Aisha Gawad wrote about the “glass minaret” this week, referring to the difficulty Muslim women have getting into positions of power at the mosque. In her IPS article, she profiles Sara Elghobashy and Asra Nomani—two women with the same aim (women leading prayer and holding equal positions of power and respect at the mosque), but very different methods. Elghobashy’s method is to work within the system to achieve her aims: earn the same qualifications as male imams and Islamic scholars, go through the same schooling and training as they did. Nomani’s method is to go from 0 to 60: Gawad describes Nomani shocking her small community in Virginia when she prayed in the men’s section of her local mosque.
I was disappointed in the article, mainly because it set Elghobashy and Nomani up in a horizontally hostile stereotype. The article pits them against each other ideologically, with seemingly catty and dismissive quotes from both points of view to cement the idea of a rivalry (a female scholar who took the same approach as Elghobashy likens Nomani’s approach to “a teenager rebelling against her parents.” Ouch.).
Notably absent from the article was the opinion of Dr. Amina Wadud. She’s authored several books on gender and Islam. I would have liked to hear from her specifically because she has taken both Elghobashy’s and Nomani’s approaches and rolled them into one: she has several degrees in Islamic studies, has studied the Qur’an in Egypt, and also led highly-controversial mixed-gender prayers in the U.S., Canada, the U.K., and other countries.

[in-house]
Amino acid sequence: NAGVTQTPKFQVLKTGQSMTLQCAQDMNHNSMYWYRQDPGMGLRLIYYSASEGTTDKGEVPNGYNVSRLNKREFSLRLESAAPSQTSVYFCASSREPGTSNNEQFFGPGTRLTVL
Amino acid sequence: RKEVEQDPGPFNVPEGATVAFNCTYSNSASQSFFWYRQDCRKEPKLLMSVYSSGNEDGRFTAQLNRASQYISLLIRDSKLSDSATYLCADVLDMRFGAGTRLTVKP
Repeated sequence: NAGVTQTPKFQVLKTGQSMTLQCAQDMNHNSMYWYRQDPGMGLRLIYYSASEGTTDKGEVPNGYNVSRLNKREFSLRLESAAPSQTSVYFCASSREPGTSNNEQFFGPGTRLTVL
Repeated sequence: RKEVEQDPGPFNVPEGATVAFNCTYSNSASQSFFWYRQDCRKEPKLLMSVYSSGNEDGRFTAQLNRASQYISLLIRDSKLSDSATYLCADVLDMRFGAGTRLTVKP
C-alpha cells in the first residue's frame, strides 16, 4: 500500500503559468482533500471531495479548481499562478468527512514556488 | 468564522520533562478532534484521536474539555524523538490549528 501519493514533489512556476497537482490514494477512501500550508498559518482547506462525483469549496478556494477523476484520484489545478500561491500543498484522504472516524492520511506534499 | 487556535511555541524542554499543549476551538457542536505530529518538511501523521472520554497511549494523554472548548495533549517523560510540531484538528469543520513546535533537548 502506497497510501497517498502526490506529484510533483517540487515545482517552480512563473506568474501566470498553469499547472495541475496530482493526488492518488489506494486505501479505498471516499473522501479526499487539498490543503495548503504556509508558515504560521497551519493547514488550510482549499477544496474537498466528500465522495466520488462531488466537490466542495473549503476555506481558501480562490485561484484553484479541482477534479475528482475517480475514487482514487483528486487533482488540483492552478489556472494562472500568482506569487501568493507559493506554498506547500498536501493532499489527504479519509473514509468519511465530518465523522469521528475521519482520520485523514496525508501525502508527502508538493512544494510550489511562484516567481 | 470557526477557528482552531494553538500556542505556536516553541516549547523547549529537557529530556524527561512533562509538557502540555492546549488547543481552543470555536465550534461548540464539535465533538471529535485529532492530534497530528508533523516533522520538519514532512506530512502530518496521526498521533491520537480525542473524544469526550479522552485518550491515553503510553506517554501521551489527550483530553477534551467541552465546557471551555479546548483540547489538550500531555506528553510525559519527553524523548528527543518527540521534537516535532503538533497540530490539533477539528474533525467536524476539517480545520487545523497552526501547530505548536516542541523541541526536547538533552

While I like Nomani’s zeal for change, I agree more with the path taken by Elghobashy. The adage about catching more flies with honey than with gall comes to mind immediately, despite the unflattering comparisons. It seems more realistic: viewpoints usually change gradually and generationally. And in an age of radicalism, a steady approach seems more persuasive than a large, ostentatious one. Despite the poignancy of Nomani’s words (“…you have to work from the outside to some degree. Because who in power wants to give it up?”), the boy’s club mentality of Muslims is something that’s been around for generations, and isn’t going to go away all of a sudden.
Attitudes change with education, with positive community reinforcement, and a non-threatening atmosphere. Women imams who work hard to gain the acceptance of their community will eventually turn the tide against blind conservatism, especially if their numbers are above a tiny minority. Eventually, the boy’s club will disband, not with a bang, but with a whimper.